I have an Android phone: a Nexus One, straight from Google. It arrived independent of any phone company deals, which I thought would make it easy to use with whatever carrier I engaged when I got to France, where I would be spending the next five weeks.
We arrived in Paris on Sunday the 13th of June. On Monday we went to some phone stores and got SIMs for the three phones we brought with us. The other two were a Nokia E71 and a Nokia N900 (which is really a handheld computer, but will take a SIM and work as a phone). The E71 took a pre-paid SIM from SFR, and the N900 took one from Orange. Both worked fine. The Android was more complicated, because I wanted data working on it. We didn’t do data deals for the other two — at least not this time around — but I like the Nexus One and thought it would be cool to have one phone that would let us surf the Web, use maps, have fun with Layar and other neat stuff.
So I paid 40€ to Orange (which I had been told had the best deals) for a SIM and a plan that included telephony and 450Mb of data. It never worked. In fact, the phone part only worked for a short time. After a few days I started getting messages saying I needed to “recharge” the account with fresh money because I was out.
Looking for clues about what was going on, I went to four different Orange stores, plus other stores that work with Orange, and never got a clear reason why the thing failed, beyond “you must have used too much data.” At the fouth store, last weekend in Strasbourg, a nice young guy who spoke good English (a help since my French is worse than minimal) told me that the only sensible way to do data was to buy a long-term plan. Otherwise, “just don’t use data.” Why? “It’s too expensive.” What’s the price? He couldn’t tell me.
So I put another 35€ on the phone, so at least we could use telephony.Meanwhile I had long since turned off any setting on the phone that looked like it used data.
That worked briefly. Within another few hours the phone could only take calls but not make them. This time there were not any messages about recharging.
Now I’m in the UK, where I read that Orange claims to have the best coverage. And, indeed, my iPhone says Orange has a good signal. The iPhone — my main phone in the U.S. — works fine here, but calls are expensive, which is why I like to have a local phone of some kind. The Android works on wi-fi, but can’t seem to do telephony at all. When I call a number, I get a beep and the whole phone function pops off, returning the phone to a no-app-running state. When I call the number I get told in French to leave a message.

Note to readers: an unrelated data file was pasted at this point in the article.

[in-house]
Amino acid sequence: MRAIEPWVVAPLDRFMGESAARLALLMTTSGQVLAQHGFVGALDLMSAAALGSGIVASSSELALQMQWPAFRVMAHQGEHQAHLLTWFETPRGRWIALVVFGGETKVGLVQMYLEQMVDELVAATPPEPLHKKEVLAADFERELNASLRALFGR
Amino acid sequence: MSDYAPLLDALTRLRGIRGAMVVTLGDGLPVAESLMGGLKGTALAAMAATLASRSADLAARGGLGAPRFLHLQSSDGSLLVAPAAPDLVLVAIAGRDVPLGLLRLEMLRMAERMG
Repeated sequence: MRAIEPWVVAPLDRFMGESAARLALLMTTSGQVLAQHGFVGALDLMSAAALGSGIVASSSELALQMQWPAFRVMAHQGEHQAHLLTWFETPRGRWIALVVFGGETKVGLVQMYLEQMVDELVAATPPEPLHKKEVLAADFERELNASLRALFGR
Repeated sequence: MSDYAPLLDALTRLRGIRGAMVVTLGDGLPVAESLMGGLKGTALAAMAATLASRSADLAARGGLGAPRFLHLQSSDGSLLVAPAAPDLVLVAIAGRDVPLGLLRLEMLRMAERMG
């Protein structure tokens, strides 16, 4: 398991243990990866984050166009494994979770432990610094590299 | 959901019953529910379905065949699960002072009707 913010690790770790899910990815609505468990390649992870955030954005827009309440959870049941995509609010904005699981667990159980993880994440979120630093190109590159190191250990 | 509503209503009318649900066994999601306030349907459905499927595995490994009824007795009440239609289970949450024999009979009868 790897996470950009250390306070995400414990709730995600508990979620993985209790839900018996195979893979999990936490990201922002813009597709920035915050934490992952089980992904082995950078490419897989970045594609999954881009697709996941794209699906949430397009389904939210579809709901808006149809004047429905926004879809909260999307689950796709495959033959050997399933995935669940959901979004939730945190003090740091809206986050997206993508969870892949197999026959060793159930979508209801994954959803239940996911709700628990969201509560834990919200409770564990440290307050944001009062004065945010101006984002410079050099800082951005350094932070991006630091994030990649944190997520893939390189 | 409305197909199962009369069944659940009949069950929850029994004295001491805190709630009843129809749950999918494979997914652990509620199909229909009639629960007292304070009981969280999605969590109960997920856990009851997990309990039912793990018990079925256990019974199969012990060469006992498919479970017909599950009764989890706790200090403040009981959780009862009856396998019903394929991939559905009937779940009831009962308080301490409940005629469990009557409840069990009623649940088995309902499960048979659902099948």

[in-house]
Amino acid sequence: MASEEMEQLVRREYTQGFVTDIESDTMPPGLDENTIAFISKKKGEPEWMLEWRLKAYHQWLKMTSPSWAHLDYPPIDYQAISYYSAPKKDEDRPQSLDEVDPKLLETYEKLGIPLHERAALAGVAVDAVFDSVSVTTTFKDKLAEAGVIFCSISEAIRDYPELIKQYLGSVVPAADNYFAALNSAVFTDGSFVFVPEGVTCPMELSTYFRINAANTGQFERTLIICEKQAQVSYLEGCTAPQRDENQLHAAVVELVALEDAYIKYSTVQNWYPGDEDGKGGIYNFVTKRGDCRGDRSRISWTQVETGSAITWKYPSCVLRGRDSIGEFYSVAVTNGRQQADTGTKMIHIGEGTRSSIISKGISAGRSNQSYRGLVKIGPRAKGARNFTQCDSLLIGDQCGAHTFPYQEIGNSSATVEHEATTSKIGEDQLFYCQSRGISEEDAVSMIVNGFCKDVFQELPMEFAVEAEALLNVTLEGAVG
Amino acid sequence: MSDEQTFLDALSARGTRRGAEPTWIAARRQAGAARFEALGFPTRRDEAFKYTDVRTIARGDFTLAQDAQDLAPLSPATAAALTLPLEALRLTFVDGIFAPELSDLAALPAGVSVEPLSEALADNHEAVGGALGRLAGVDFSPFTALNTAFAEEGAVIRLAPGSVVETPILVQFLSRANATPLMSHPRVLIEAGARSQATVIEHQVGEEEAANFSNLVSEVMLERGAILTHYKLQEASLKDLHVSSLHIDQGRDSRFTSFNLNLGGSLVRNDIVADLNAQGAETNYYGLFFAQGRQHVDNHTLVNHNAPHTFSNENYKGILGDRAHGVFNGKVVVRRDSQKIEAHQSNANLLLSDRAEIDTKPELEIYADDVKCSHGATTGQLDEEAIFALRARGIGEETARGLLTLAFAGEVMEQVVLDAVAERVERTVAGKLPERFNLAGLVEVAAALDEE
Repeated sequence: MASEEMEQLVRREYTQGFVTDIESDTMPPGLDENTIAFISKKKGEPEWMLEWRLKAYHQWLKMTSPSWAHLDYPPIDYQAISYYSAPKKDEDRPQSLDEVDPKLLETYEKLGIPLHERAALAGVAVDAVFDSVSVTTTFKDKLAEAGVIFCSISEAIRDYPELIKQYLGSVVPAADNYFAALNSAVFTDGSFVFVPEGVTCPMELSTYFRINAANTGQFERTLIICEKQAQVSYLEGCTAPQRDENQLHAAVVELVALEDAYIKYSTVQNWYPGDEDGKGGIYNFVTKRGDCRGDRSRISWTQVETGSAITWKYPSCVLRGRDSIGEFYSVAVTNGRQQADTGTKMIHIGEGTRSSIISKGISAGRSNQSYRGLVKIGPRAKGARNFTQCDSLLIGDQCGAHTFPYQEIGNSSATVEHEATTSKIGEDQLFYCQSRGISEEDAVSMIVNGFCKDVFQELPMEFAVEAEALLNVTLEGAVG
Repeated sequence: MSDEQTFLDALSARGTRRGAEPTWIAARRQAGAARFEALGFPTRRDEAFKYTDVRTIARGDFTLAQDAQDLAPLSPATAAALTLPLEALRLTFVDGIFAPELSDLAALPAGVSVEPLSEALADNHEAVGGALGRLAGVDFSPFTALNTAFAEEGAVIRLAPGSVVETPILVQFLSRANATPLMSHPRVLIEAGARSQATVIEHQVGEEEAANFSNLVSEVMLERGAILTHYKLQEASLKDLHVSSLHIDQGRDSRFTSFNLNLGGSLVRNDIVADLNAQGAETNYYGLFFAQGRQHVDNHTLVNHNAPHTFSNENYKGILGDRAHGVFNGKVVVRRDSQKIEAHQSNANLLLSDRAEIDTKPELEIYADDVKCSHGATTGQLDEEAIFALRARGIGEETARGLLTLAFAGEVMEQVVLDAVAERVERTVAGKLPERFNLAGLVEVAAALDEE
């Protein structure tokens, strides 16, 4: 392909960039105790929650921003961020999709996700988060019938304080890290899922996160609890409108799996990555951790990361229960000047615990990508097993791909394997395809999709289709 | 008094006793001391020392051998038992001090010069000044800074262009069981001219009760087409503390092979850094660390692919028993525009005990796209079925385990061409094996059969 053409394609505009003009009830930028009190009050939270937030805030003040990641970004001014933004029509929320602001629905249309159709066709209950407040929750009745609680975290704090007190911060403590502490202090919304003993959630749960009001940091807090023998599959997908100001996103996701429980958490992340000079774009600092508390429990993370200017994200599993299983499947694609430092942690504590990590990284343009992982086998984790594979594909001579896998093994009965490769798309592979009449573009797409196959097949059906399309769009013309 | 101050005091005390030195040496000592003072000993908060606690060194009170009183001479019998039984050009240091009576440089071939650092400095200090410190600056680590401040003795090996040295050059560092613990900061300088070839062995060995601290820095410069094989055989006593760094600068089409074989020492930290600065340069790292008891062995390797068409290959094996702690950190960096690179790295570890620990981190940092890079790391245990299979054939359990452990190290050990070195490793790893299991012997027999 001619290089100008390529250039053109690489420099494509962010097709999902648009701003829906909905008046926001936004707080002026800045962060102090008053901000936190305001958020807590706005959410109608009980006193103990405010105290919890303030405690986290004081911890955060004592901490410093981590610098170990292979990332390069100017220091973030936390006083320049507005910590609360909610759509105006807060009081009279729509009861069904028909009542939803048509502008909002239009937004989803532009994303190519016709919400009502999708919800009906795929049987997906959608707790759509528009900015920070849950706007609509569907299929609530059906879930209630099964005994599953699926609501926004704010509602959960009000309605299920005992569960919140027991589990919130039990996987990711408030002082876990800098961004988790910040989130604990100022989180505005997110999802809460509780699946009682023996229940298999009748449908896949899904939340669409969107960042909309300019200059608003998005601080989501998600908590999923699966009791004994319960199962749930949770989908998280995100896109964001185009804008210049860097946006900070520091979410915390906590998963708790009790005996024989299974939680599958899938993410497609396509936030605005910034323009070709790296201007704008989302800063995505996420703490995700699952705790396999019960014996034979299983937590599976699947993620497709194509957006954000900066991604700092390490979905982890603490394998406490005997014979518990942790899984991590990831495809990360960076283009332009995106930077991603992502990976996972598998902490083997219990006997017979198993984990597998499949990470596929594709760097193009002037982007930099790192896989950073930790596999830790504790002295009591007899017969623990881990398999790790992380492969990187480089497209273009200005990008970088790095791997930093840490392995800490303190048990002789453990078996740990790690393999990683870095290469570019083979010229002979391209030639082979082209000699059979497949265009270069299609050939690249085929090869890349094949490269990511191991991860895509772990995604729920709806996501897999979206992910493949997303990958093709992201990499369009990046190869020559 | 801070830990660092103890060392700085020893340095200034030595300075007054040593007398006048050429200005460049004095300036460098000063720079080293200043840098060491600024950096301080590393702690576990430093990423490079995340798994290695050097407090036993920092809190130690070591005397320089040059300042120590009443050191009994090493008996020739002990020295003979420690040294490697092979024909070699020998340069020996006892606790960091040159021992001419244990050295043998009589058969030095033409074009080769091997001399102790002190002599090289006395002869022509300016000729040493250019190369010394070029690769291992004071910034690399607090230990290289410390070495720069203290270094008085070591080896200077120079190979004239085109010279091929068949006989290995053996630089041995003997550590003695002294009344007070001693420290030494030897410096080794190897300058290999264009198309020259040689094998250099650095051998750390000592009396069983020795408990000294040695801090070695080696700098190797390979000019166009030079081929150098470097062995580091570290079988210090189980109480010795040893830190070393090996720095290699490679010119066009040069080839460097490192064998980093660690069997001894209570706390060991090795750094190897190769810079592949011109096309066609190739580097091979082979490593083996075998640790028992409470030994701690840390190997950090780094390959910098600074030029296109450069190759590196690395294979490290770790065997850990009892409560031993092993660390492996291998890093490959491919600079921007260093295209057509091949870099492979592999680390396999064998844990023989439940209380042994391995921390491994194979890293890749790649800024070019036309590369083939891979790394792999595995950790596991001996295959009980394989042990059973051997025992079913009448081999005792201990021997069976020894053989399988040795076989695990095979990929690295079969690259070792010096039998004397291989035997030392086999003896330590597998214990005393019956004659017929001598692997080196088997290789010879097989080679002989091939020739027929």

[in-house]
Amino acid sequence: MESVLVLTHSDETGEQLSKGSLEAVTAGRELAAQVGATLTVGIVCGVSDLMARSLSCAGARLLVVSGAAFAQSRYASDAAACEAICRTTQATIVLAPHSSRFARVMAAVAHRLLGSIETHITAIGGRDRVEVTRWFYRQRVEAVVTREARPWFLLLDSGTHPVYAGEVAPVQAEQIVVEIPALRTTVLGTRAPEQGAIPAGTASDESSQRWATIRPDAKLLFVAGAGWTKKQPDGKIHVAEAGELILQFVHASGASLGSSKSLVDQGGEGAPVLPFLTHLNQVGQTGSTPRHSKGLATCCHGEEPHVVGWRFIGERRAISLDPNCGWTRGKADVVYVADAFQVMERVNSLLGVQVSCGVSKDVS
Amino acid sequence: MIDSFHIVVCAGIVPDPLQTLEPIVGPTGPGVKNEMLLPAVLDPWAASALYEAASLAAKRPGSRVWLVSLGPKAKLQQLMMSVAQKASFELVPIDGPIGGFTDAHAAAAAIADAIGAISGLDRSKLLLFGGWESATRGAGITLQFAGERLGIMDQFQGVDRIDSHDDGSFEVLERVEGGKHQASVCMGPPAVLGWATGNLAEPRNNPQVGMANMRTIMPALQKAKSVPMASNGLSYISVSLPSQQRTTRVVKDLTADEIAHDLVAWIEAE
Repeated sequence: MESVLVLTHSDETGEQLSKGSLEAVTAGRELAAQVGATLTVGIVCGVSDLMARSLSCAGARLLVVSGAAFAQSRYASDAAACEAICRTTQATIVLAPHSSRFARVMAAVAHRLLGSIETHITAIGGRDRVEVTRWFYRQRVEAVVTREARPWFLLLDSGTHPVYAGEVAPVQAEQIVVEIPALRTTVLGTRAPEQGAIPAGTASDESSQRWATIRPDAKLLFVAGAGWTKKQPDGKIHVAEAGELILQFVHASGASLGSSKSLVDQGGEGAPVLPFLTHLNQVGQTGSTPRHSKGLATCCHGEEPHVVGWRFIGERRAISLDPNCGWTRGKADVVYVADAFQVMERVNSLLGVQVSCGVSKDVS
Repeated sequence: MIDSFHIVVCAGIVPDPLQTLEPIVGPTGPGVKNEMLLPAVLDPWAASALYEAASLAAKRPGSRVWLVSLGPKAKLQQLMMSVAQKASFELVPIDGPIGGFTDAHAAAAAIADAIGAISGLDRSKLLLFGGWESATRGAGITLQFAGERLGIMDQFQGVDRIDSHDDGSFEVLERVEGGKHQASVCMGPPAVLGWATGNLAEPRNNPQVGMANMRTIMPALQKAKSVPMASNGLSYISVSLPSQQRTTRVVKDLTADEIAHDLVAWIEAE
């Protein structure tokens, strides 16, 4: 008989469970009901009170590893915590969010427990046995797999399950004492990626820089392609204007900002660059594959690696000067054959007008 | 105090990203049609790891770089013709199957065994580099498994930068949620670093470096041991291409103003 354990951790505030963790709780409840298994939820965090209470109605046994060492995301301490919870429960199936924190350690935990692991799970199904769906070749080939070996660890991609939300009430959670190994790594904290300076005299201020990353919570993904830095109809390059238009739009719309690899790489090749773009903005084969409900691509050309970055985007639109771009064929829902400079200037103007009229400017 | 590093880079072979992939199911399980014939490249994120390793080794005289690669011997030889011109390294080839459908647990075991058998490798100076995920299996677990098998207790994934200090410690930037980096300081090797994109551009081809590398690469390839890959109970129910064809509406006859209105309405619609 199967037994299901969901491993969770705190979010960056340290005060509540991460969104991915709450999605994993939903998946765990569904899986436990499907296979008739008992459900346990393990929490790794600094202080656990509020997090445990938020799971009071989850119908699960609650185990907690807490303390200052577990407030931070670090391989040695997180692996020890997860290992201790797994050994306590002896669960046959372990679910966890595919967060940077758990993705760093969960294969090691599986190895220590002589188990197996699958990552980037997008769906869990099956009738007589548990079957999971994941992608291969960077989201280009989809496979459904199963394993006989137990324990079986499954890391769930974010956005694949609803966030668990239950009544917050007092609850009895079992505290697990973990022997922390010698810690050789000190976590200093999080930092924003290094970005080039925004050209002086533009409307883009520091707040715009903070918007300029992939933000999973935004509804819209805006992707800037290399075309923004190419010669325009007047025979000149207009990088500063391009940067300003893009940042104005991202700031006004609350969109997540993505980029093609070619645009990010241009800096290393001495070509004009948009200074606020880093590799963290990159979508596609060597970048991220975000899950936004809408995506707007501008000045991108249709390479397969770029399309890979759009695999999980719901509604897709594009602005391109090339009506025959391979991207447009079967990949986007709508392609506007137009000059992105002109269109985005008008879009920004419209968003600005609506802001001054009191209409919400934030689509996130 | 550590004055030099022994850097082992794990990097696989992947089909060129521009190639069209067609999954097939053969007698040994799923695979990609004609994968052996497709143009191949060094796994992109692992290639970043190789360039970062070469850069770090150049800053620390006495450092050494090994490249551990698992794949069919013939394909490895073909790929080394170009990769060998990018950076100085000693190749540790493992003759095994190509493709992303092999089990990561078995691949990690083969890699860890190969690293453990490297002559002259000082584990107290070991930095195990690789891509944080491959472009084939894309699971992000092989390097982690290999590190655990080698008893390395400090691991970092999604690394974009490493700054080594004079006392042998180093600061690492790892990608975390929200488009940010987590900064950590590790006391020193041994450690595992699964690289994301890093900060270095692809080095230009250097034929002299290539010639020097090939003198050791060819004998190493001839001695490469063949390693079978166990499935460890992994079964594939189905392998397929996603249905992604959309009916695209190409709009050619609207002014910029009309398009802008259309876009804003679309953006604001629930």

Since we have a 3G iPad arriving at the place in France one of these days (it was held up by French customs and other mix-ups), I was also interested in a data plan for that one. Turns out that the relatively simple plan that Apple has with AT&T in the U.S. is matched by a similar one with Orange. Unfortunately, I also need to take out a French bank account and produce other forms of documentation, before I can get the deal. So I won’t bother.
At this point, frankly, I’m kinda beyond caring. I don’t know why the phone companies want to make life so damn hard for customers — as well as for themselves. My current theory is that they’re all Enrons of a sort: outfits that make their offerings so complicated that only they can understand them — and even they aren’t that good at it.
So I just keep using my American iPhone, fortified with a $20-something/month add-on data plan that gives me 20Mb/month of data to fudge with. I use it in emergencies, like when I need to find my way from a tube stop to an address. I set usage to zero at the start of the month and see where I am. So far in June I’ve used 2.5Mb. But I’m still afraid to use more here on the last day of the month. Hey, why take chances?